Local Obituaries

Hialeah leader, ‘Real Housewife’ husband Herman Echevarria dead at 61

Herman Echevarria toured the Gusman Theater on March 30, 2011 in downtown Miami, Florida. Echevarria, an advertising executive and former Hialeah councilman spearheaded efforts to save the historic Gusman Theater.
Herman Echevarria toured the Gusman Theater on March 30, 2011 in downtown Miami, Florida. Echevarria, an advertising executive and former Hialeah councilman spearheaded efforts to save the historic Gusman Theater. Miami Herald file

Herman Echevarria, a made-in-Miami success story — Cuban exile turned Hialeah politico turned business leader and reluctant TV star as husband to a “Real Housewife” — was found dead Monday morning at his apartment in downtown Miami’s Epic Hotel, according to Miami police.

Echevarria was 61. Police are investigating the cause of death.

Echevarria had served as a Hialeah council member for 12 years, from 1985 to 1997. After a bitter battle with Raúl Martinez for the mayor’s seat, Echevarria left city politics to make his mark behind the scenes in the business world.

There, he served as chief executive officer of BVK/Meka, a national advertising and marketing company on Brickell Avenue. He owned Venue magazine, a Spanish-language glossy.

Along with former Miami-Dade Mayor Alex Penelas, Echevarria played a significant role in the county's successful negotiations with the city of Miami on an arena deal to keep the Miami Heat in Miami for 30 years.

“I asked him to do that,” Penelas said Monday. “He has done a lot of positive things for this community. He was a real deal, a real friend. It wasn’t just about politics. He was a complete community person and did a lot of good work on many philanthropic and charitable causes.”

After just one visit to downtown Miami’s Olympia Theater at the Gusman Center for the Performing Arts for a June 2010 play featuring telenovela star William Levy, he worked alongside Miami Mayor Tomás Regaldo to preserve the landmark.

Echevarria had read the city was going to stop funding the Gusman. He called Regalado, hashed out a financing and marketing plan with BVK/Meka, and presented his ideas to the city commission.

“I think it’s a disgrace that we close the door on so much history,” Echevarria told the Miami Herald in 2011.The Gusman had hosted everything from an Elvis Presley concert to the Miami International Film Festival. “I will have the satisfaction of saving an icon of Miami. I want do something for a community that has been very good to me.”

BVK/Meka managing partner Gonzalo González called Echevarria “a super-energetic person, always in a great mood and willing to help everybody.” He said that colleagues were worried when Echevarria did not show up at work. He believes Echevarria died in his sleep of a heart attack.

His second wife Alexia Echevarria, a costar on Bravo TV’s “Real Housewives of Miami,” issued a statement on Instagram. “He was a family man, a hardworking businessman, dedicated to helping others and a pillar of his community that was loved by everyone who’s [sic] life he touched.”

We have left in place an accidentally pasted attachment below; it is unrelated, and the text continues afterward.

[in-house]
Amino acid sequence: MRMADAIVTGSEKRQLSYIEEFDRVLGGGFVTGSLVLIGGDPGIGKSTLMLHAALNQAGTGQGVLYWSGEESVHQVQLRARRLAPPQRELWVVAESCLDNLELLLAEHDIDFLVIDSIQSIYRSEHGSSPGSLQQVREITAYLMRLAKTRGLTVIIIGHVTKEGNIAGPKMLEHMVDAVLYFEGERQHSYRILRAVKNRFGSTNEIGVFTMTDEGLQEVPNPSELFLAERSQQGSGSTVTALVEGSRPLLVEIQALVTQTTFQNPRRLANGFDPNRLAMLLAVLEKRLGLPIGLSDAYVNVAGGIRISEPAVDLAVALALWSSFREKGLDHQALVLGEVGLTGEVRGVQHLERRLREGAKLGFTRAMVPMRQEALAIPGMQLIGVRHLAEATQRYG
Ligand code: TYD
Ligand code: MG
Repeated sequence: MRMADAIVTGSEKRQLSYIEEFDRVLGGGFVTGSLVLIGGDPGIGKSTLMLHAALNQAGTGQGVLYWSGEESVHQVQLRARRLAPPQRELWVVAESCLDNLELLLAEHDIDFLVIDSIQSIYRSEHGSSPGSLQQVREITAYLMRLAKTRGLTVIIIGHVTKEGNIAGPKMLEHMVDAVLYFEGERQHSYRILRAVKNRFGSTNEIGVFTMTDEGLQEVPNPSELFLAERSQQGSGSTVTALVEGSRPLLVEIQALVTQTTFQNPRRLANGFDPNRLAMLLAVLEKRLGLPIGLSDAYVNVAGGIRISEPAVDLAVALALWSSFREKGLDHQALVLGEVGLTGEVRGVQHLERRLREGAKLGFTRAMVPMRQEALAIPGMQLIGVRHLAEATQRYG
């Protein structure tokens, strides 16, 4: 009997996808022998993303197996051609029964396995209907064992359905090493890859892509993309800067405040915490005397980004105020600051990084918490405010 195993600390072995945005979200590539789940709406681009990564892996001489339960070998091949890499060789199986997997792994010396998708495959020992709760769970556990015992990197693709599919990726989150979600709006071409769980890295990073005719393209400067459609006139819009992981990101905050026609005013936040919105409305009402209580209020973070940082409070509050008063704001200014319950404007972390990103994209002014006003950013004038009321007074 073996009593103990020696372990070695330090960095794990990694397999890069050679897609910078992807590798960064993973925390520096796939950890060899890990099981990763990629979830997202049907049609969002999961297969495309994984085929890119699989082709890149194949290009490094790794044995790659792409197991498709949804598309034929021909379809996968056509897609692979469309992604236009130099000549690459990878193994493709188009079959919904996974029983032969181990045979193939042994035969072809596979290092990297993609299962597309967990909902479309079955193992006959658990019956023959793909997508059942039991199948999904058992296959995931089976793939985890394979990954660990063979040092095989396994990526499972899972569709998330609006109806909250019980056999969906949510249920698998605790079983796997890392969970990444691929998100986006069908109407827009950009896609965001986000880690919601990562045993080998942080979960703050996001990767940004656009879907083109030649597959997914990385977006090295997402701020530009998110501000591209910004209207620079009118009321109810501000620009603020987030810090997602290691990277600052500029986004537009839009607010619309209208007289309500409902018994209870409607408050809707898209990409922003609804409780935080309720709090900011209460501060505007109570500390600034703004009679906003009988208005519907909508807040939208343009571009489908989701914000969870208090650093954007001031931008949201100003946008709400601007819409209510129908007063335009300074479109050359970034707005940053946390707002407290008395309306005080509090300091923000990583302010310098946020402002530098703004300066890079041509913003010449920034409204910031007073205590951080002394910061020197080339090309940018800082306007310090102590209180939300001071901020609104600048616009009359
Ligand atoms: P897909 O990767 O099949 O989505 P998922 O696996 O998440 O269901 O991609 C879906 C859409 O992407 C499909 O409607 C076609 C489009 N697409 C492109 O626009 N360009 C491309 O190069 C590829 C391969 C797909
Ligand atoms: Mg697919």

The two wed in the Dominican Republic in 2004, three years after meeting at South Beach’s Macarena. “He was such a gentleman,” Alexia Echevarria, a divorced mom with two sons, told the Herald in 2011.

The couple lived in Normandy Isle in a home decorated with Cuban art by masters like Mario Carreño and Wifredo Lam. They separated in 2015.

Echevarria was born on May 12, 1955, in eastern Camagüey, Cuba. In 1966, at age 11, Echevarria, his father Aureliano and mother Esther, along with a younger brother and sister, fled the island on a 21-foot boat. They settled in Hialeah and his father built Climate Aluminum Products. Echevarria dropped out of Hialeah Senior High School in his junior year to work alongside his dad and joined the city’s chamber of commerce, eventually becoming its president and chairman.

When his dad died at 55, he left Echevarria the aluminum business, which he sold to invest in the failed Global Bank. “But I started over again and I paid back every penny,” he told the Herald in 2011.

With friend Manny Machado, the two built BVK/Meka together in 1993. “We had a lot of history. I’ve known him since I was a child,” Machado said. “We started the business together and he was a people’s person. His passing is certainly a great loss for his family and for all those he touched — and he touched many.”

On Monday, the United States Hispanic Chamber of Commerce released a statement:

“With Herman's loss, we mourn the passing of a great friend, trusted adviser, and passionate supporter. His work as a successful entrepreneur, respected business leader, philanthropist and devoted family man represented the very best of our community.”

Echevarria is survived by his children Nelson and Herman Jr., and stepchildren Peter and Frankie. A viewing will be from 6 p.m. to midnight Wednesday at Caballero Rivero Woodlawn Funeral Home, 373 W. Ninth St. in Hialeah. Burial is at noon Thursday at Our Lady of Mercy Catholic Cemetery, 11411 NW 25th St., Doral.

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